Ah! The lack of an e-ecut in the product label made me wonder if I was about to consume some Zotter-like animal-based biscuit confection. Luckily Wikipedia was at hand to set the record straight and inform that a sablé is a biscuit that originates from Sablé-sur-Sarthe in north-eastern France and was first created in 1670 (allegedly). Now this is where Wikipedia contradicts itself. As Sablé means “sand” and the rest of it means “on the river Sarthe” but then they say that the biscuits are named sablé perhaps because of its sandy texture. Who knows? What I do know is that they’re a very moreish biscuit that I could scoff the entire contents without a second thought.
Well – this is the problem I have. I just love double, triple, as much chocolate as you can get fit in, cookies (and that’s why I’m looking forward to finally reviewing the Thorntons triple chocolate cookies), but these sablé aren’t very chocolaty at all. They’re delicate, subdued, subtle, seductive and reminds me very much of, dare I say it, “shortbread” – which just reminds me of the mass-produced stuff you find in tourist shops in Scotland.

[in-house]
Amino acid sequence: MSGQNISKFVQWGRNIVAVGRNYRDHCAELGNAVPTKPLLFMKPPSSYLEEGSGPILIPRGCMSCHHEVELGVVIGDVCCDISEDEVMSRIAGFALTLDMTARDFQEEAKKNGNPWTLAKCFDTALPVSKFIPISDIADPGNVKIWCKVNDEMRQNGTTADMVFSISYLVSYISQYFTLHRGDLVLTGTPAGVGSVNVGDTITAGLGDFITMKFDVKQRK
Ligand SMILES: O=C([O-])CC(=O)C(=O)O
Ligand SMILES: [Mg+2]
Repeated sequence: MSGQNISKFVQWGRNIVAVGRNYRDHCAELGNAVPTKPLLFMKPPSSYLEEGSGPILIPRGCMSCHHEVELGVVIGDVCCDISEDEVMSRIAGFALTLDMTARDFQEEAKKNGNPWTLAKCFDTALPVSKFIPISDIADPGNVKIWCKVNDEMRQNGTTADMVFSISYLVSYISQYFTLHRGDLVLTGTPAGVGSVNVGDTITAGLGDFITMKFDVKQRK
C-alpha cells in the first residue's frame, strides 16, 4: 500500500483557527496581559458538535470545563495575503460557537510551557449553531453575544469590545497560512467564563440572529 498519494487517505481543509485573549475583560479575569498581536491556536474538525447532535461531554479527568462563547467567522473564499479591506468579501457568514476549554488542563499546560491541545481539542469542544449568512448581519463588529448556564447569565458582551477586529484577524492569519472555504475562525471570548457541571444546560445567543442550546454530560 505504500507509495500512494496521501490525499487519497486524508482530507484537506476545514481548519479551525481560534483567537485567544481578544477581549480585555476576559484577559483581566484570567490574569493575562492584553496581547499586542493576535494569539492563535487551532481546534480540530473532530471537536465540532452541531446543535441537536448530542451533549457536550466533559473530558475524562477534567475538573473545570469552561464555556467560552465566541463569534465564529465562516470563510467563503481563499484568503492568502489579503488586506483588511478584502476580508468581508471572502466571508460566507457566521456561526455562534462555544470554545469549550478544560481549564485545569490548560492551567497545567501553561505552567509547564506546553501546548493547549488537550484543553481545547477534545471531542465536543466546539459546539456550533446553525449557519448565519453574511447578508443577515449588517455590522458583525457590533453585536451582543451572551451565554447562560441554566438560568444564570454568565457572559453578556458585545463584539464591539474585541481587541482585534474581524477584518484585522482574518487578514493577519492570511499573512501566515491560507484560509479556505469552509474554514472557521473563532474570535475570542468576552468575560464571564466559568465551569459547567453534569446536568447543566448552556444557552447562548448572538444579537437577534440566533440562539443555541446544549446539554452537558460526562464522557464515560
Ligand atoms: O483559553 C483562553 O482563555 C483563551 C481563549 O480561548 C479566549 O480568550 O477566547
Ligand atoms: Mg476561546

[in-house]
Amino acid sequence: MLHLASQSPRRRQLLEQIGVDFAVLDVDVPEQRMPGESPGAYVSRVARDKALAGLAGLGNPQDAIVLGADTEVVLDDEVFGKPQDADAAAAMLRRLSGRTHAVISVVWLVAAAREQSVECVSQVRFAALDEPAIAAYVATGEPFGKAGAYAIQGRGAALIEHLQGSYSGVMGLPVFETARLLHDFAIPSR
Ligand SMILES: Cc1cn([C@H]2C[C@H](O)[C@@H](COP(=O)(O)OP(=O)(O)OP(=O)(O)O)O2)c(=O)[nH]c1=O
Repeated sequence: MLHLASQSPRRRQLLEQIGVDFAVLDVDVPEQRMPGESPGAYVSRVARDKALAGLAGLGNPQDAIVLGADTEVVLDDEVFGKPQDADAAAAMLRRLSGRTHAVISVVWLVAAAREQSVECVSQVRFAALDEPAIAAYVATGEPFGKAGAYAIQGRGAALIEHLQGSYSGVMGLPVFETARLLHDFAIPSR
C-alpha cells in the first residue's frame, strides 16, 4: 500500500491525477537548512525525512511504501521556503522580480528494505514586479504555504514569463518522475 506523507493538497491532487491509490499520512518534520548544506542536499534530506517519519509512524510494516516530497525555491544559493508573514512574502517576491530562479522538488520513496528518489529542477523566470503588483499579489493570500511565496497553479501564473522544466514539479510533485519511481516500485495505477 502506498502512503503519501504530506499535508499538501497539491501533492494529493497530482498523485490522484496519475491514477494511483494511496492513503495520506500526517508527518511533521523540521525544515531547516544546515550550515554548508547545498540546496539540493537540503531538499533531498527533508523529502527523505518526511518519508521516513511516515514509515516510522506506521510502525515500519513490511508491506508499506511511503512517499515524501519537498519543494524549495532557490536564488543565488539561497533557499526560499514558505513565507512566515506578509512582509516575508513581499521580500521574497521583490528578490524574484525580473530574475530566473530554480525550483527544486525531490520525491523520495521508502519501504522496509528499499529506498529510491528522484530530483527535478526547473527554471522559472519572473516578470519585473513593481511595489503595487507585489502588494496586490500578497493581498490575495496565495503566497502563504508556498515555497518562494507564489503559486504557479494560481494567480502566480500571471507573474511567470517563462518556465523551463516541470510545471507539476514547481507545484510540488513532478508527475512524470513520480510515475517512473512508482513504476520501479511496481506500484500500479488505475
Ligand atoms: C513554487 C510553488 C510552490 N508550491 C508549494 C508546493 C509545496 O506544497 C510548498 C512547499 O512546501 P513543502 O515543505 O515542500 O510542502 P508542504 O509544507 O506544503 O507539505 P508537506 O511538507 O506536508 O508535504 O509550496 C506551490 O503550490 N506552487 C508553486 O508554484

But even though the chocolate just looks at you around the biscuity corner tormenting you with a mere hint of its glorious flavour, I’m left wanting more. And that’s the nub of the issue with these biscuits: twelve in a box just isn’t enough. And I don’t know how much they cost as I only got a credit card receipt, but I know they’re worth it. I just wish I kept them for Valentine’s – doh!
One of the highlights of the experience was the outstanding packaging and branding that William has moved some of his range over. It really is spot-on, loved it to bits.
A quick rating, I’d give them a 70% as I’d like more of a double chocolate flavour, but the packaging is absolutely fantastic! The only down side is that it doesn’t look like you can buy them online, but only from his retail stores, including Ebury Street, Belgravia.
And if you wanted some recipes then why not check this one out.
And you can watch Pierre Herme make Chocolate Sablé here (en Français):